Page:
On the Old Trafford terraces there is a huge blue elephant in the room – City’s genuine contention for honours this year and the exhillerating manner in which they’re going about it. United fan Alwyn Payne is man enough to look it straight in the eye….

It wasn’t sheer mass hysteria greeting City’s inevitable victory at Old Trafford last week that really got to me; it was in fact the exact opposite. Sure, the scoreline surprised a few people at first glance, but there was an overarching sense of satisfaction that I detected from the blue half of Manchester, more than anything else. Of course, I was subjected to the same level of goading and smugness from my blue friends and colleagues resulting from any derby defeat, but that’s to be expected. It was the fact that they weren’t too surprised that spoke volumes.

City’s FA Cup success did wonders for their fans, but even more significant than a trophy was the humiliating destruction of current champions and local rivals United on their own turf. If the 1-6 result carved any sort of message onto the face of the English game, it was ‘We’re big boys now, and we’re here to stay’. Excuse the corny dramatic nature of the last sentence, and indulge me.

There are many City fans who would immediately take issue with that statement, as an FA Cup, automatic Champions League place and the fact that they topped the table at times last season may well warrant ‘big boy’ status. However, I think that the widely held view/belief/fear that Manchester City would soon go on to dominate English football is only starting to be realised this season. They have passed every domestic test with flying colours, and have set a goalscoring and point-winning pace that seems to be – at least in my humble opinion – quite frightening.

Just to digress for a second; I believe that every self respecting football fan should start referring to the top teams as “The Big Boys.” It’d be like an animated resurrection of the ‘Sky 4′, only with an ever so slightly heightened homo-erotic subtext. Anyway, football…

Another realisation that I (and I hope I’m not alone in this) have come to this term is that City now have great squad depth. One of the reasons given for their “failure” – (how ridiculous does that sound?) – in the league last season was that their starting 11 dramatically underpinned their overall squad. Though, with some world class additions and a few canny purchases, it seems hard to look past these players celebrating their first collective title success next May, or indeed April, should they manage to preserve their current pace.

As for their title rivals, now 5 points behind and counting; Chelsea are enduring what many predicted would be a ‘transitional’ season, as much as the media’s goading of AVB would have us believe otherwise. Their squad, though brimming with talent, does still seem a little short of that… je ne c’est quoi…and no, he’s not a new French wonderkid.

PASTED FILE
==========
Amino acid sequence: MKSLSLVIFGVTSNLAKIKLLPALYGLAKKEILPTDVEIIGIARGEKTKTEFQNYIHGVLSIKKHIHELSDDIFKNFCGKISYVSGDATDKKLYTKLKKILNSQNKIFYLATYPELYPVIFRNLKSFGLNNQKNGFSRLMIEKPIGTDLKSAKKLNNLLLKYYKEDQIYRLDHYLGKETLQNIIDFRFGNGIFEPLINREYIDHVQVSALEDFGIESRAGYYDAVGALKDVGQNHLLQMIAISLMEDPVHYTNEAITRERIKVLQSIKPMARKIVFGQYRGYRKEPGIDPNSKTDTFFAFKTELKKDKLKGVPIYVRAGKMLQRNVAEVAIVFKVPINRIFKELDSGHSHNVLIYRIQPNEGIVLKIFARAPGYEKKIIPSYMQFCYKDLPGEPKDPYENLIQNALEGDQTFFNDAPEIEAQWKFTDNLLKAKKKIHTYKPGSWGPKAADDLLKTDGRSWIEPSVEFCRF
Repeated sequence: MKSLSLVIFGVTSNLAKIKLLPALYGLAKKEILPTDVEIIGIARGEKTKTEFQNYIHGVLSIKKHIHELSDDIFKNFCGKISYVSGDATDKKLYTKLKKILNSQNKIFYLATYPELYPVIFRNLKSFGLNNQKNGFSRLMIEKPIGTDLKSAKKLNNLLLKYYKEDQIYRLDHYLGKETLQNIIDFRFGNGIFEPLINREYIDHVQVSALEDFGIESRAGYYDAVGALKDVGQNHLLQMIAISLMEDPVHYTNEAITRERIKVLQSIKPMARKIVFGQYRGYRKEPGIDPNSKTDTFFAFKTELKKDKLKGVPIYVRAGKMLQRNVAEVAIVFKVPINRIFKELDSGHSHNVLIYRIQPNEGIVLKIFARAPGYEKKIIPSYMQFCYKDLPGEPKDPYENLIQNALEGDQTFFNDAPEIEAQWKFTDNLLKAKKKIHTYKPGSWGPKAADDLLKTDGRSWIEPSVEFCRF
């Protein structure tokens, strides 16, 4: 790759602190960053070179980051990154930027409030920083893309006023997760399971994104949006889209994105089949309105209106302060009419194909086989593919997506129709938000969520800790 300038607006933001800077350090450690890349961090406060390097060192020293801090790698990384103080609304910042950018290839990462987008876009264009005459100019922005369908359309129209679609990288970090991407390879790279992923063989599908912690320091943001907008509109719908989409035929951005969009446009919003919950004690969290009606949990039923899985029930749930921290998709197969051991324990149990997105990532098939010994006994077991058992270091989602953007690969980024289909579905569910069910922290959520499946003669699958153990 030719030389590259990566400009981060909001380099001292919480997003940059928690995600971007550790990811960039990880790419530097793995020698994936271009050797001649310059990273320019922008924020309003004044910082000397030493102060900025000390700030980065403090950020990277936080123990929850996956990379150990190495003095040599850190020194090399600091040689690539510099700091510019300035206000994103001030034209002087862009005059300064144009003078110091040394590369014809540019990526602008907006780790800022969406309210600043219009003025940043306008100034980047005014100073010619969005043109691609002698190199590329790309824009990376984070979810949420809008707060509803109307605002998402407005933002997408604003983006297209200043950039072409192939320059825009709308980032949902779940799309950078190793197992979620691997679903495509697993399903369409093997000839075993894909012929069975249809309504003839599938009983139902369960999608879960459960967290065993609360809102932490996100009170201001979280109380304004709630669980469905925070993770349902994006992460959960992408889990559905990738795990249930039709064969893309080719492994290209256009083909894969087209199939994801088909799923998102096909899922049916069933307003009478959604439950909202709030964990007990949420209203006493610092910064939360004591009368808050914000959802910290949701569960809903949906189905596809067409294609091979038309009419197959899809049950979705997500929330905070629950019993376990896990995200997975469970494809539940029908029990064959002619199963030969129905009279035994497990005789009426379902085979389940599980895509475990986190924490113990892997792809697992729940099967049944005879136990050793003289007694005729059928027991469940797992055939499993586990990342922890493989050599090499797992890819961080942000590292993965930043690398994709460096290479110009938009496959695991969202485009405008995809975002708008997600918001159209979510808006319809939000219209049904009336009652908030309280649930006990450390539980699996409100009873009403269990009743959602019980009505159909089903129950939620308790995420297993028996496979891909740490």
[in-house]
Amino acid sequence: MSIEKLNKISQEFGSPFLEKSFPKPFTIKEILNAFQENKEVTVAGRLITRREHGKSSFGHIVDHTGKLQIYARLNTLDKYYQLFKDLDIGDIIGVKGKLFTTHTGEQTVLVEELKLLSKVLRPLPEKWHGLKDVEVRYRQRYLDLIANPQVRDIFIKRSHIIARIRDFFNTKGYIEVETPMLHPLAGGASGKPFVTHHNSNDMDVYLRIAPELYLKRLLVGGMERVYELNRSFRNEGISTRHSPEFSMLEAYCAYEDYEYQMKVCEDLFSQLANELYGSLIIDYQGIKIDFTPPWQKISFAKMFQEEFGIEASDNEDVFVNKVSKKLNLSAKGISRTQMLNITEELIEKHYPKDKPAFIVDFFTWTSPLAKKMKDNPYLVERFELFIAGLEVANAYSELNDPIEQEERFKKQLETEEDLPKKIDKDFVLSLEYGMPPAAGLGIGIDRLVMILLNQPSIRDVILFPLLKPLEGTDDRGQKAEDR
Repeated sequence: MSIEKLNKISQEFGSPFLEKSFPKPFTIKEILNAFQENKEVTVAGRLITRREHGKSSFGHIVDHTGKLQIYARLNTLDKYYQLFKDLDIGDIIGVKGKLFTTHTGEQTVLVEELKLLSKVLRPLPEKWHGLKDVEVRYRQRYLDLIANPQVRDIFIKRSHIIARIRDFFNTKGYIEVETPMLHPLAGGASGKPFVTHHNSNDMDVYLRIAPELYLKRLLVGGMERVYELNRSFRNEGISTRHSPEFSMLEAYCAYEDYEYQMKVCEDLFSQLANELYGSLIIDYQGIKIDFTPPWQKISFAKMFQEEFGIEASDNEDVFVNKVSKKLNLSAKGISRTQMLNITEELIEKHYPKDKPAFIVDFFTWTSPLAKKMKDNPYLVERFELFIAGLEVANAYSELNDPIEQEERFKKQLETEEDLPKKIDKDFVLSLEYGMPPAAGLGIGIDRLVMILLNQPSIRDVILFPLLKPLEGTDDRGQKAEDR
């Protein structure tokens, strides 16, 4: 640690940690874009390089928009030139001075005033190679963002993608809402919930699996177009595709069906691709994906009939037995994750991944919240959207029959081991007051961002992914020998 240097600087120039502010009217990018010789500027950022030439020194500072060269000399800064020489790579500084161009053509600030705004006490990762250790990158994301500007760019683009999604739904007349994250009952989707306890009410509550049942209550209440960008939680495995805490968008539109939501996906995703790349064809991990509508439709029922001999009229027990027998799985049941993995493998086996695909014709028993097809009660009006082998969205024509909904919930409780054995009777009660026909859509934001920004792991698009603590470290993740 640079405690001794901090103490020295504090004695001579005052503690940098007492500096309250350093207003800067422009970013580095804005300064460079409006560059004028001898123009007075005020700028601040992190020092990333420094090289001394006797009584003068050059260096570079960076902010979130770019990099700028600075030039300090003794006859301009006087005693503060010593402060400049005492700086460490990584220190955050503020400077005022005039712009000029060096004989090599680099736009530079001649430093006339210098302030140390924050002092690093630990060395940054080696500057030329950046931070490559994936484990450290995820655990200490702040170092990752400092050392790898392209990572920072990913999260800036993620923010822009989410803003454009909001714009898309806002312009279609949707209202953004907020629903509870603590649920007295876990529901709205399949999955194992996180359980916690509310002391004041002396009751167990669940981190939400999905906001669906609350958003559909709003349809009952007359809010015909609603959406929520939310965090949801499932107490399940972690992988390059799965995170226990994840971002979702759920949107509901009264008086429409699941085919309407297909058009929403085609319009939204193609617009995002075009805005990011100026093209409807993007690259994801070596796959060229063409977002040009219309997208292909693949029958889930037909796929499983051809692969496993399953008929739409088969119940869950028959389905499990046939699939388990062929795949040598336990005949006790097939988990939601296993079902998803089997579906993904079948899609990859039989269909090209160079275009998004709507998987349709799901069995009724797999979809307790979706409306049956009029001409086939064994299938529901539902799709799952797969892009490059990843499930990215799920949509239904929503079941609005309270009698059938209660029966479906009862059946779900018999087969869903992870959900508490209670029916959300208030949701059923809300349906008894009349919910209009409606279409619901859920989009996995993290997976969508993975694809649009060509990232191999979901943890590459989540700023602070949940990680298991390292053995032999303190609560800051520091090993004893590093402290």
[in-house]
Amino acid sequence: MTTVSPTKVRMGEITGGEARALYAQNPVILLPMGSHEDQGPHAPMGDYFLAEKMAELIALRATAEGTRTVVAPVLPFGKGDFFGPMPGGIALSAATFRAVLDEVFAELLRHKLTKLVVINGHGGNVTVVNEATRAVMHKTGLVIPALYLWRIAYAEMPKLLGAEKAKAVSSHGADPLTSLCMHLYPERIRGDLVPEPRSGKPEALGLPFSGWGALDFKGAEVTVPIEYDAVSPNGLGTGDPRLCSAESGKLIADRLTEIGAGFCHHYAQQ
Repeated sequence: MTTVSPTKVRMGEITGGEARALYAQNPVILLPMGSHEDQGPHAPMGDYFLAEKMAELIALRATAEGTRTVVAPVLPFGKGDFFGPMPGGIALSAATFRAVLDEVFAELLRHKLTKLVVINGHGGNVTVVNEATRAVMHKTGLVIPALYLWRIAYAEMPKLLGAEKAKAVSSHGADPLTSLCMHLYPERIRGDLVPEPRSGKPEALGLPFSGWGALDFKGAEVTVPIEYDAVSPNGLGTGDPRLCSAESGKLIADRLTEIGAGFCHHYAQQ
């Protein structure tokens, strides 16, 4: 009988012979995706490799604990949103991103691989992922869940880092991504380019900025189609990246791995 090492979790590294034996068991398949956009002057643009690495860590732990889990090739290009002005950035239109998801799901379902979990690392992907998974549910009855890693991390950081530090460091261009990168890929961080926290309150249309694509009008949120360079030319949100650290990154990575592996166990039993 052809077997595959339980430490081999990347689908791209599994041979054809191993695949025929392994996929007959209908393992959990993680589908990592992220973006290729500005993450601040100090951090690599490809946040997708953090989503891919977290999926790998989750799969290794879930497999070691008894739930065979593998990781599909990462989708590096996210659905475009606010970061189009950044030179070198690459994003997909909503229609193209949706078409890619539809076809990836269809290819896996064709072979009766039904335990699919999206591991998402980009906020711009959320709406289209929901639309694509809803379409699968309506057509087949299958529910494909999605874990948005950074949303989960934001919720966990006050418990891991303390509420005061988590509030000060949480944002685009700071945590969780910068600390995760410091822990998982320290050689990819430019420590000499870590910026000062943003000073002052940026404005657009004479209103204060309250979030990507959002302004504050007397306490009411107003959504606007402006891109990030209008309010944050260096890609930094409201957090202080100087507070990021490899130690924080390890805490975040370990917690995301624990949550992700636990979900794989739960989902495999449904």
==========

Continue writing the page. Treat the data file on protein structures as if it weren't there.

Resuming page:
United seem dead-set on proving correct all the critiscism they received last season, flattering to deceive and generally playing shite in equal measure.

The only title that Arsenal seem to be in the running for this season is “Most dramatic roller-coaster clusterfuck of a league season…ever”, and they probably won’t even win that either. Liverpool seem intent on taking the record for playing the most unattractive football with the biggest collection of overpriced monkeys in world football.

You can talk all you want about the ugliness of Rooney & Tevez et al., but any squad that contains the likes of Jay Spearing; a man (?) who resembles a botched human sacrifice, is really taking the piss. Blackburn had the cringeworthy chicken ad, United have the sensationally poor wine advert, and Liverpool have the entire cast of Orcs for this year’s Lord Of The Rings panto, with grimacing King Kenny thrown in as Gollum. The precious, shiny thing that he had his hands on once upon a time, is now kept tantalisingly close, yet still out of reach. Flawless metaphor, if you use your imagination a little bit [a lot].

Alas, back to football. United seem dead-set on proving correct all the critiscism they received last season, flattering to deceive and generally playing shite in equal measure. The momentum, this year, seems to have shifted a few miles east to the Etihad, and despite it only being November, City are the team to beat. Far from foaming at the mouth and spouting vile vitriol, I can only sit back, offer my shockingly poor analysis, and enjoy a fascinating season during which the title looks to be staying up north.

Come [what] May, as much as many City fans may be dreaming about an ‘Invincible’ season, there won’t be much in it…er, innit. I won’t begrudge them a league success, and I’d be the first to offer a handshake of congratulations, should the inevitable come to happen, but one thing remains to be said. City’s rise does not indicate the fall, decline, or other such negative word, of Manchester United. We’ll always be up there, even if it’s just to chase you from further down the table.

Anyone who harbours any sort of hope that the coming period in English football will not feature United as one of the most prominent teams is, frankly, kidding themselves. As much as you’d hate to admit it, this won’t be known as the Age of Manchester City, it will be the Age of City & United, at least by some. Well, maybe just by me. In fact, I’m never, ever going to refer to it as that…ever again, but you get my point. Whatever it was. United and City will be battling it out for the title every season, and for me, the elevation of our rivalry to potentially one of the most heated in world football, can only be a good thing.